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Effects of Ankle Muscle Fatigue and Visual Behavior on Postural Sway in Young Adults.

Authors
  • Barbieri, Fabio A1
  • Penedo, Tiago1
  • Simieli, Lucas1
  • Barbieri, Ricardo A2
  • Zagatto, Alessandro M3
  • van Diëen, Jaap H4
  • Pijnappels, Mirjam A G M4
  • Rodrigues, Sérgio T5
  • Polastri, Paula F5
  • 1 Human Movement Research Laboratory (MOVI-LAB), Graduate Program in Movement Science, Department of Physical Education, São Paulo State University (UNESP), São Paulo, Brazil. , (Brazil)
  • 2 Graduate Program in Physical Education and Sport, School of Physical Education and Sport of Ribeirao Preto (EEFERP), Centro Universitário Estácio de Ribeirão Preto, University of São Paulo, São Paulo, Brazil. , (Brazil)
  • 3 Laboratory of Physiology and Human Performance (LAFIDE), Graduate Program in Movement Science, Department of Physical Education, São Paulo State University (UNESP), São Paulo, Brazil. , (Brazil)
  • 4 Department of Human Movement Sciences, Research Institute Amsterdam Movement Sciences, Vrije Universiteit Amsterdam, Amsterdam, Netherlands. , (Netherlands)
  • 5 Laboratory of Information, Vision and Action (LIVIA), Graduate Program in Movement Science, Department of Physical Education, São Paulo State University (UNESP), São Paulo, Brazil. , (Brazil)
Type
Published Article
Journal
Frontiers in Physiology
Publisher
Frontiers Media SA
Publication Date
Jan 01, 2019
Volume
10
Pages
643–643
Identifiers
DOI: 10.3389/fphys.2019.00643
PMID: 31231234
Source
Medline
Keywords
Language
English
License
Unknown

Abstract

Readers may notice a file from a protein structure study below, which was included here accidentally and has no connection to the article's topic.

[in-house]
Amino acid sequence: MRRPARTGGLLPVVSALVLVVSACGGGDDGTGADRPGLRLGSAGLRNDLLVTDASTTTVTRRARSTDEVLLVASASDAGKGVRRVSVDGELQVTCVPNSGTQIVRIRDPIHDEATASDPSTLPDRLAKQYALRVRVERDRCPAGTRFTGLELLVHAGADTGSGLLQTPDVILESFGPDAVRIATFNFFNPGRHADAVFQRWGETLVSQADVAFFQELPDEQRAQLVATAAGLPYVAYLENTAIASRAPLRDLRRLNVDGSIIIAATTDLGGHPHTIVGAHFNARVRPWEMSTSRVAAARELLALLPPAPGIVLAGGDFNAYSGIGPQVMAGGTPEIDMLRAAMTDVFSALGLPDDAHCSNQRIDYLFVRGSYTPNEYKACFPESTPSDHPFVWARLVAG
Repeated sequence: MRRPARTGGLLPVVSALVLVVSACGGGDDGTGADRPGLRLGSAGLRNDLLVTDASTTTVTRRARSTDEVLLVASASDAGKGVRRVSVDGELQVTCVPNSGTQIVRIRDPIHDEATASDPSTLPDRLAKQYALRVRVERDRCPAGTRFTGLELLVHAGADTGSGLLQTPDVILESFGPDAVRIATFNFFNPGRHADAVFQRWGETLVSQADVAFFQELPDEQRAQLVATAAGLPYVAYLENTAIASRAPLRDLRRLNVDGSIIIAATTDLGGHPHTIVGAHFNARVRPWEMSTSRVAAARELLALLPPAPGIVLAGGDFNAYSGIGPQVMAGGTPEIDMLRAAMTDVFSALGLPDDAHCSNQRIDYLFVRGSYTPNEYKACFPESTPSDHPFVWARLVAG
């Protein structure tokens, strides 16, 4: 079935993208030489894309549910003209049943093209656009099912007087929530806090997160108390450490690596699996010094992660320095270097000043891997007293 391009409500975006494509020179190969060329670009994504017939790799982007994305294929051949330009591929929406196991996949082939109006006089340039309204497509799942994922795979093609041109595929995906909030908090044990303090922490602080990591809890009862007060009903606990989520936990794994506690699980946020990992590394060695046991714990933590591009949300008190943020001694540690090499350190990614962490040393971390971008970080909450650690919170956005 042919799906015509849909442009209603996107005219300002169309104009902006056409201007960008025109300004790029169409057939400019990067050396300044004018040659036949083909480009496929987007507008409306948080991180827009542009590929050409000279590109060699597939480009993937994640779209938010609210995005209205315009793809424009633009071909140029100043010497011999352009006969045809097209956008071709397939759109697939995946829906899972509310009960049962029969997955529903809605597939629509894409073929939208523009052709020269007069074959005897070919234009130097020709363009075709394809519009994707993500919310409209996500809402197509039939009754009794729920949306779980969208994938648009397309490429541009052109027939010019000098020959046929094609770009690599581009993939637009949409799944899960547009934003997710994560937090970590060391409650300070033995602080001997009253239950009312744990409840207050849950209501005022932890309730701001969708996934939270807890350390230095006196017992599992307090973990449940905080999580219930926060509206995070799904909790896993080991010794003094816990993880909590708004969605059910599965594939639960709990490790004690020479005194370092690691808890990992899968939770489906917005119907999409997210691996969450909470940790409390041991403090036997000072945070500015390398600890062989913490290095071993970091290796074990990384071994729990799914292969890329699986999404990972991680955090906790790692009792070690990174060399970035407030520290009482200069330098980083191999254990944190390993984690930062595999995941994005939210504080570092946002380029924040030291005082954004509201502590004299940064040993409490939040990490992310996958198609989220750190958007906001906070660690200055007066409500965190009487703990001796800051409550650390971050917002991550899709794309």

Ankle muscle fatigue has been shown to increase body sway. In addition, body sway in quiet upright standing is reduced when saccadic eye movements are performed. The purpose of this study was to investigate the effects of visual information manipulation on postural control during ankle muscle fatigue in young adults. Twenty young adults performed: (1) two 60-s trials in quiet bipedal standing with eyes open, eyes closed, and while performing saccadic eye movements; (2) maximum voluntary isometric contractions in a leg press device, custom-made to test ankle plantar flexion force; (3) a calf raise exercise on top of a step to induce ankle muscle fatigue; and (4) a repetition of items 1 and 2. Postural sway parameters were compared with two-way ANOVAs (vision condition × fatigue; p < 0.05). Ankle muscle fatigue increased anterior-posterior and medial-lateral displacement and RMS of sway, as well as sway area. Saccadic eye movements reduced anterior-posterior displacement and RMS of sway and area of sway compared to eyes open and eyes closed conditions. Both saccadic eye movements and eyes closed increased the frequency of AP sway compared to the eyes open condition. Finally, anterior-posterior displacement, anterior-posterior RMS, and both anterior-posterior and medial-lateral sway frequency were affected by an interaction of fatigue and vision condition. Without muscle fatigue, closing the eyes increased anterior-posterior displacement and RMS of sway, compared to eyes open, while during muscle fatigue closing the eyes closed reduced anterior-posterior displacement and had no significant effect on anterior-posterior RMS. In conclusion, body sway was increased after induction of ankle muscle fatigue. Saccadic eye movements consistently reduced postural sway in fatigued and unfatigued conditions. Surprisingly, closing the eyes increased sway in the unfatigued condition but reduced sway in the fatigued condition.

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